MTN SA plans to build a third-generation (3G) mobile network to offer wireless broadband to consumers in outlying areas. It will build the 3G network at 900MHz.
TechCentral has learnt that MTN expects significant growth in demand for broadband services outside SA’s cities over the next few years and so is keen to boost its 3G coverage in these areas.
Building its network at 900MHz is particularly important as it will allow MTN to provide wider coverage with fewer base stations, reducing costs, and making it feasible to deliver broadband in areas where it wasn’t possible before.
Until now, SA’s two big mobile network operators, MTN and Vodacom, have used the higher-frequency 2,1GHz band, which offers a smaller footprint around towers.
It’s not immediately clear how much MTN plans to spend on expanding its 3G network. Its capital expenditure in the first six months of 2010 amounted to R1bn, a sharp reduction from the R3bn it spent in the comparable period in 2009.
MTN SA chief technology officer Sameer Dave says the company is planning to “refarm” a portion of its 900MHz spectrum, used for second-generation (2G — mainly voice), for 3G. It will only refarm this spectrum outside the cities; 900MHz will continue to be used exclusively for 2G in urban areas.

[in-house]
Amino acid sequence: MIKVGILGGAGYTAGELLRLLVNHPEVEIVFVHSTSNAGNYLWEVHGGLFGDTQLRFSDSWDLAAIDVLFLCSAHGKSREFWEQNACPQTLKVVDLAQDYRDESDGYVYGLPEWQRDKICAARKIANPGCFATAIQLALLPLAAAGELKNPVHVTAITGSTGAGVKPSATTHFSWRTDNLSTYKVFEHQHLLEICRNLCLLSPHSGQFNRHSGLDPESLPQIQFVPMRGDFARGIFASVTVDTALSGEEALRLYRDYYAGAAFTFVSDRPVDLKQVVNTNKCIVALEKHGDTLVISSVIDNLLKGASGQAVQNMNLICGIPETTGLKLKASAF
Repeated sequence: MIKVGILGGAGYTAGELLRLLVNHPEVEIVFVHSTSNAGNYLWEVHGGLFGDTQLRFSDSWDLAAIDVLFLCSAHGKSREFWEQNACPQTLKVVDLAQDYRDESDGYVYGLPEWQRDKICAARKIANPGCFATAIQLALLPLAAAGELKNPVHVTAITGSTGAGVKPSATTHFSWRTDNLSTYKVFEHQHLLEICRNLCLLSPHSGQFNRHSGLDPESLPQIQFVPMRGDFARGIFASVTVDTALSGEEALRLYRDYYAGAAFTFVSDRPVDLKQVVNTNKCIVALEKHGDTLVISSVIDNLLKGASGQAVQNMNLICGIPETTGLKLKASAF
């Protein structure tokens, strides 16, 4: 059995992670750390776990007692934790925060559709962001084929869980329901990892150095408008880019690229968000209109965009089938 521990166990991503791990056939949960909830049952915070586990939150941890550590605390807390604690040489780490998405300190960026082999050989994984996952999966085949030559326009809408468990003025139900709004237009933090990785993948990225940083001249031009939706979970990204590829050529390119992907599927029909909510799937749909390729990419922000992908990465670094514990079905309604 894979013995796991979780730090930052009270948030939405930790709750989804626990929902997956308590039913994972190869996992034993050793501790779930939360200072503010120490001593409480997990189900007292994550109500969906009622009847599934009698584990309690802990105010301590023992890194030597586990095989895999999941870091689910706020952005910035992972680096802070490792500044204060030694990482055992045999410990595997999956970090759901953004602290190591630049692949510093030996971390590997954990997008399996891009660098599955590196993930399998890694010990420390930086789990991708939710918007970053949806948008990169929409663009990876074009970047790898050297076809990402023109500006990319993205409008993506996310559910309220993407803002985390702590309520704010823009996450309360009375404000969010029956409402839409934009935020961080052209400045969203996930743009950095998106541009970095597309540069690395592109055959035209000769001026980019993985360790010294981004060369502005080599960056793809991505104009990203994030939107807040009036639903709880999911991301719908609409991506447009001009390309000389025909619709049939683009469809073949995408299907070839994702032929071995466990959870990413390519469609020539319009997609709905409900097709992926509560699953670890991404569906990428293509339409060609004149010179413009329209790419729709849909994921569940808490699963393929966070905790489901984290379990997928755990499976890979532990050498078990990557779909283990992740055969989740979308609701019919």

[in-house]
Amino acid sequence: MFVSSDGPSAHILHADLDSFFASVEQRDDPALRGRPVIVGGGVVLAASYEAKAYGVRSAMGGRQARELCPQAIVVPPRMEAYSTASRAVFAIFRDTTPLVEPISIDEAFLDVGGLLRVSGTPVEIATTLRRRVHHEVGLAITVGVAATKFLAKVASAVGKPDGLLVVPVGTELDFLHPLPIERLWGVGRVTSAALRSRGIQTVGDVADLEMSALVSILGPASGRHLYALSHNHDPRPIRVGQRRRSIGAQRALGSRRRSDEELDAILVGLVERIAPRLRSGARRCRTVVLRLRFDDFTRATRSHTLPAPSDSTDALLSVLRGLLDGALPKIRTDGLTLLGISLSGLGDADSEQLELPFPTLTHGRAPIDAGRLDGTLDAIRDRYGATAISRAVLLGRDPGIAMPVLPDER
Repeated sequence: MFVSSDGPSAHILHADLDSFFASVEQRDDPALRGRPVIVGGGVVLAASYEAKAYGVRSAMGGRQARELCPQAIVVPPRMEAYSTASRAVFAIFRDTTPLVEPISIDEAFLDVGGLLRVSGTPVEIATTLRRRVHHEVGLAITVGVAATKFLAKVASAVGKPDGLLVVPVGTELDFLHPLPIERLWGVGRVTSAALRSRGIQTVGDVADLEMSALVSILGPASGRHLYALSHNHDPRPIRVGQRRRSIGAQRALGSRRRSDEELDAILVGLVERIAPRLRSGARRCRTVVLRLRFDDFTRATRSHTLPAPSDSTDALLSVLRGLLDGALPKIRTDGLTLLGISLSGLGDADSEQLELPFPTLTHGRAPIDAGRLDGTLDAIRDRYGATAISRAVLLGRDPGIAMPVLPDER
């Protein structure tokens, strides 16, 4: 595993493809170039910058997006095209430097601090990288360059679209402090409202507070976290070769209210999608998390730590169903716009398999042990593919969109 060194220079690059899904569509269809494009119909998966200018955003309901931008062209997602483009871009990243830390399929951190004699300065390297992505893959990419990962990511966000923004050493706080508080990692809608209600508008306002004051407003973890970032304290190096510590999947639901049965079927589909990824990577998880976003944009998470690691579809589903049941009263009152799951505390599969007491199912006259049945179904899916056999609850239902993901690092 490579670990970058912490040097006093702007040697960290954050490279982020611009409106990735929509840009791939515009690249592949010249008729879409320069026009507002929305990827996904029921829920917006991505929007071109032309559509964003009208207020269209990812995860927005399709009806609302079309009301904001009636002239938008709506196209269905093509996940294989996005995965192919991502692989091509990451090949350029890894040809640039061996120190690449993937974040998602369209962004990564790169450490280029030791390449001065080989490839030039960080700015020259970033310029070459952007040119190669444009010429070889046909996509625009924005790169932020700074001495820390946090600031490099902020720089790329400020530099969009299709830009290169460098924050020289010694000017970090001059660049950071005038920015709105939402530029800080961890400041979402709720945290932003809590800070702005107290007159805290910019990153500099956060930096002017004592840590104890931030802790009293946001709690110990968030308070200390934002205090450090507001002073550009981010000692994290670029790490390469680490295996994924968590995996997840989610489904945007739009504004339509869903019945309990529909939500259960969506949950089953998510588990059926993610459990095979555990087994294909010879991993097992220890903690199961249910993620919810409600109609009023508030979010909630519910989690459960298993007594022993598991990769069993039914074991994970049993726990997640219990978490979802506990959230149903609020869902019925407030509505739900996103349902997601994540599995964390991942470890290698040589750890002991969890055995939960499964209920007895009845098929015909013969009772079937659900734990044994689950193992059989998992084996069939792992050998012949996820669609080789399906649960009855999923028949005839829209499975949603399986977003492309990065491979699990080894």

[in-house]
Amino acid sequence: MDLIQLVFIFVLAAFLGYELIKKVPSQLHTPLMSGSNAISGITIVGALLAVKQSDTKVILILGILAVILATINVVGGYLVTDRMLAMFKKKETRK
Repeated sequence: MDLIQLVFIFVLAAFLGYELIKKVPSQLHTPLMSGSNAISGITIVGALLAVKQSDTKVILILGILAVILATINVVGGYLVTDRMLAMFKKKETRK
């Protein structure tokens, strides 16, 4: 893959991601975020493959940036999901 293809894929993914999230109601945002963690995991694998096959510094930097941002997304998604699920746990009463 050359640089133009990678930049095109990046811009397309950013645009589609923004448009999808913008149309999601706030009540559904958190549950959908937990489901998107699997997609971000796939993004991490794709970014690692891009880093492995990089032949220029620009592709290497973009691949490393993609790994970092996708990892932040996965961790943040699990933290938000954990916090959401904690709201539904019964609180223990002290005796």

MTN is not the first SA operator to consider refarming its 900MHz spectrum. Cell C is building its new 3G network at 900MHz, too, and the company regards the lower frequency as a key competitive advantage. And Vodacom is running a small pilot in a remote part of the country to test the feasibility of refarming some of its spectrum.
Dave says MTN has concluded a detailed test, involving 20 base stations in Limpopo province, and has proved the technology delivers a 30% increase in coverage over 3G at 2,1GHz.
Once the company begins deploying the network — and it will be done on a region-by-region basis — then he expects MTN’s 3G coverage to expand dramatically. At the moment, MTN covers 48% of the SA population with its 3G network.
“There’s a big market in the rural areas for broadband,” Dave says. “The bulk of our broadband customers will eventually come from those areas.”
The poor penetration of Telkom’s broadband digital subscriber lines outside the cities will also propel growth, Dave says.
He concedes, however, that backhaul networks — the links that connect its base stations to its core network — could prove the biggest challenge in creating broadband coverage in outlying areas.
For now, many of the new 3G towers will have to be connected using microwave equipment. This is a challenge, especially for towers that are located far from cities — and many of them are far away because of the country’s large geographic area.
Ultimately, though, Dave says he hopes high-speed fibre will be deployed to most of the base stations.
“Our plan is to start by linking communities that are closer to the cities, rather than those that are completely in the hinterland,” he says. — Duncan McLeod, TechCentral